Review: How to Be a Latin Lover Balances Unabashed Sentiment with Broad Comedy

Salma Hayek and Eugenio Derbez in How to Be a Latin Lover (Claudette Barius/Pantelion Films)

Salma Hayek and Eugenio Derbez in How to Be a Latin Lover (Claudette Barius/Pantelion Films)

One can rarely say this about a movie about a main character who is essentially a gigolo, but How to Be a Latin Lover is really a film about family values. This might not be the first movie to candy-coat this type of material (Pretty Woman made street work into a beloved romantic comedy nearly 30 years ago.), but it is still remarkable to see filmmakers take a movie about conspicuously adult themes and approach it with such sweetness.

How to Be a Latin Lover stars Mexican superstar Eugenio Derbez as Maximo, who as a child decides to become a trophy spouse in order to avoid a life of hard work like his late father. As a young man, he marries a wealthy supermarket heiress and lives a life of luxury until, after 25 years with his now-ailing wife, the gone-to-seed Maximo is ditched for a younger man. In perhaps the most perverse twist that wouldn’t be out of place in a David Lynch movie, the wife leaves him for a car salesman played by Michael Cera, perhaps the only actor who can look simultaneously prepubescent and ancient, with no features in between. Cast out of the wealthy society to which he was accustomed, Maximo must stay with his sister, a single mother played by Salma Hayek, while hatching a plan to snag another elderly, wealthy wife.

From there, How to Be a Latin Lover balances unabashed sentiment with broad comedy. Hayek’s character, a widow, has an adorable yet dorky 10-year-old son with a crush on a pretty classmate, so it’s inevitable that Maximo will learn to be a substitute parent to the nephew he has never met and provide the father that the child needs. This is not the type of movie for those who are allergic to precocious little kids behaving like adults in cutesy ways. And yet, mixed with the film’s Hallmark Channel-style sentimentality, this is a slightly dirty sex comedy, albeit one that’s practically G-rated compared to similar offerings.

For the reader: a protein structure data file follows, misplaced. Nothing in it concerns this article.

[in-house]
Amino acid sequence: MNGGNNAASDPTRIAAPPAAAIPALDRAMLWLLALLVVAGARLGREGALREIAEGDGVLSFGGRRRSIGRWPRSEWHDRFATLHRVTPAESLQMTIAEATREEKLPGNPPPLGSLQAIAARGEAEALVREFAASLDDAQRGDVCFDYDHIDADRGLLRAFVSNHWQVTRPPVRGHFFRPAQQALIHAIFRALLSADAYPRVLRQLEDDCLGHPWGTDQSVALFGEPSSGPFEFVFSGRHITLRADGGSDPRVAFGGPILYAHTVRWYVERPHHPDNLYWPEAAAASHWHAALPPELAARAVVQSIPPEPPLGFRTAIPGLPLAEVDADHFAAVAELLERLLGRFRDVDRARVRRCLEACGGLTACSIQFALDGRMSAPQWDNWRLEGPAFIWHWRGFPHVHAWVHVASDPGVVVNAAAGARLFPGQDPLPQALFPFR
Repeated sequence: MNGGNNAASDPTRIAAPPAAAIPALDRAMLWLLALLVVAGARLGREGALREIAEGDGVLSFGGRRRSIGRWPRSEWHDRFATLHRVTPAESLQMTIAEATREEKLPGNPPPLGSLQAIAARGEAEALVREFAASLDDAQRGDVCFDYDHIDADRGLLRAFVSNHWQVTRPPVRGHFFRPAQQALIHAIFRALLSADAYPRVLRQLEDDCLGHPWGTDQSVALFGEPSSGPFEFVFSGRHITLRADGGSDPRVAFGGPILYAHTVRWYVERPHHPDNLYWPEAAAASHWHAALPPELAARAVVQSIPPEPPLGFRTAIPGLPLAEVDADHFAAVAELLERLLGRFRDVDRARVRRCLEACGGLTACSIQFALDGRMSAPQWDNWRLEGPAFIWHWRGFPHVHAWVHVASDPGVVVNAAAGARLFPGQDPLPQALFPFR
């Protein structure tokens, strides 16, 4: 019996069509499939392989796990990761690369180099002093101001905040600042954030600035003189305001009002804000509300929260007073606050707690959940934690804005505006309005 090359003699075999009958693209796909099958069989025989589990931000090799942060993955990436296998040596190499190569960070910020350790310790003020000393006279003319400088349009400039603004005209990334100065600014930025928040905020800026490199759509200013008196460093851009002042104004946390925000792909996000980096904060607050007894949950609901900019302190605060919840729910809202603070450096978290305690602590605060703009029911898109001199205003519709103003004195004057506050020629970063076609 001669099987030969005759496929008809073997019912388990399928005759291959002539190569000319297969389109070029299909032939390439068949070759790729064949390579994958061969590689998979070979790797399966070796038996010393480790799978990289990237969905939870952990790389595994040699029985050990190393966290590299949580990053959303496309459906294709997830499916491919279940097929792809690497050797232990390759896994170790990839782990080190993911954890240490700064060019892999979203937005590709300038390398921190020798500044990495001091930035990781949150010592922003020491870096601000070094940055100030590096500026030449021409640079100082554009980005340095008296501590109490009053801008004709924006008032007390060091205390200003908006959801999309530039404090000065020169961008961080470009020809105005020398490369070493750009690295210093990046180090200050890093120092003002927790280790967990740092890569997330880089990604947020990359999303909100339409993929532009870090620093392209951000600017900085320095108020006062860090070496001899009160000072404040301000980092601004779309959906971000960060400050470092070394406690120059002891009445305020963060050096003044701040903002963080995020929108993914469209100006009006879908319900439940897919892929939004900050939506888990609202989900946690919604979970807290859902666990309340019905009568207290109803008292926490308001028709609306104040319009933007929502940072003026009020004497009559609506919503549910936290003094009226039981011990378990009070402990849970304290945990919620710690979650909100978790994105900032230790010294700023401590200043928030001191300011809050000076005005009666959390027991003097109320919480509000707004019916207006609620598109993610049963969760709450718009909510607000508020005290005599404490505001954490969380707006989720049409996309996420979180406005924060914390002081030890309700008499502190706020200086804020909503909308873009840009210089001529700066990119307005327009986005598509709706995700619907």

Much of this comedy involves Rob Lowe as Maximo’s best friend, himself an aging boy toy who has kept himself in better shape for his elderly rich wife. One of the glaring flaws of the plot is that Maximo would have never let himself become such a schlub; any trophy spouse who has ever set foot in Mar-a-Lago knows that your one job is to hold onto your looks as long as possible, just like the ageless Rob Lowe has done. Lowe is so perfectly cast and used here that it is impossible to imagine anyone else in the role.

How to Be a Latin Lover is at its best when it eschews its sentimental side for just throwing out jokey set-pieces, often the stranger the better. Hayek and Derbez are loose and funny together and get the banter of siblings correct, especially in a scene where they get drunk together. And Kristen Bell has a nice turn as the manager of a frozen yogurt shop where Maximo is forced to work. Bell’s perky cuteness seems tailor-made for romantic comedies, but she is often better with a streak of eccentricity. She might be capable of a Kate Hudson part, but she really shines when she takes the Judy Greer ones.

How to Be a Latin Lover is a perfectly fine debut for Eugenio Derbez after a long career in Mexico, aided by a strong cast of comic talent. It may be the most sympathetic look at a gold-digger ever, at least until Melania Trump gets her eventual biopic.

How to Be a Latin Lover
Pantelion Films
Now in theaters

3 Stars

Films are rated on a scale of 5 stars (must-see), 4 stars (exceptional), 3 stars (solid), 2 stars (average) and 1 star (unworthy).

Jeremy Ross is a Staff Reporter for Living Out Loud - LA, covering entertainment.

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